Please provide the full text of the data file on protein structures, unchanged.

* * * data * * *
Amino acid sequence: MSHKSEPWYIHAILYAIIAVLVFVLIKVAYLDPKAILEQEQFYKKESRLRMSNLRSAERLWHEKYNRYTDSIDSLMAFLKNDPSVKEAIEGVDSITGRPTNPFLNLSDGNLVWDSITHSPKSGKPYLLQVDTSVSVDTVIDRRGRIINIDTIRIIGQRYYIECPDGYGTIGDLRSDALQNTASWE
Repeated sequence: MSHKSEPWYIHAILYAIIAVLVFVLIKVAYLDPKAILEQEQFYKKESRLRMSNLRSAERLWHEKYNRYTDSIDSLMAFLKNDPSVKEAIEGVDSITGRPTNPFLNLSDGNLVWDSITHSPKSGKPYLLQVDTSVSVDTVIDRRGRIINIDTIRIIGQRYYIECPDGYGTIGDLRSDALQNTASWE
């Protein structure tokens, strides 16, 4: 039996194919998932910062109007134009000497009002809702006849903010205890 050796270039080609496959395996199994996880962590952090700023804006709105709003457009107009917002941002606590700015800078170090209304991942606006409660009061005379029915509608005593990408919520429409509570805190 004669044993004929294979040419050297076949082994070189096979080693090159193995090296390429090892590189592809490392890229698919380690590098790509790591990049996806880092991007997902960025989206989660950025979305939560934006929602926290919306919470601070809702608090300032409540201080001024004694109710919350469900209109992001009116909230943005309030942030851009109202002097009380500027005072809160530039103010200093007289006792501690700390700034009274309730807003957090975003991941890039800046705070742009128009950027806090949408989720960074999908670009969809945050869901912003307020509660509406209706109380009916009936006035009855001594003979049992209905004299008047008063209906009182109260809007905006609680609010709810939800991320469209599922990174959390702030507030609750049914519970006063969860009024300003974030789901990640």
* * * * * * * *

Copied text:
Amino acid sequence: MSHKSEPWYIHAILYAIIAVLVFVLIKVAYLDPKAILEQEQFYKKESRLRMSNLRSAERLWHEKYNRYTDSIDSLMAFLKNDPSVKEAIEGVDSITGRPTNPFLNLSDGNLVWDSITHSPKSGKPYLLQVDTSVSVDTVIDRRGRIINIDTIRIIGQRYYIECPDGYGTIGDLRSDALQNTASWE
Repeated sequence: MSHKSEPWYIHAILYAIIAVLVFVLIKVAYLDPKAILEQEQFYKKESRLRMSNLRSAERLWHEKYNRYTDSIDSLMAFLKNDPSVKEAIEGVDSITGRPTNPFLNLSDGNLVWDSITHSPKSGKPYLLQVDTSVSVDTVIDRRGRIINIDTIRIIGQRYYIECPDGYGTIGDLRSDALQNTASWE
């Protein structure tokens, strides 16, 4: 039996194919998932910062109007134009000497009002809702006849903010205890 050796270039080609496959395996199994996880962590952090700023804006709105709003457009107009917002941002606590700015800078170090209304991942606006409660009061005379029915509608005593990408919520429409509570805190 004669044993004929294979040419050297076949082994070189096979080693090159193995090296390429090892590189592809490392890229698919380690590098790509790591990049996806880092991007997902960025989206989660950025979305939560934006929602926290919306919470601070809702608090300032409540201080001024004694109710919350469900209109992001009116909230943005309030942030851009109202002097009380500027005072809160530039103010200093007289006792501690700390700034009274309730807003957090975003991941890039800046705070742009128009950027806090949408989720960074999908670009969809945050869901912003307020509660509406209706109380009916009936006035009855001594003979049992209905004299008047008063209906009182109260809007905006609680609010709810939800991320469209599922990174959390702030507030609750049914519970006063969860009024300003974030789901990640």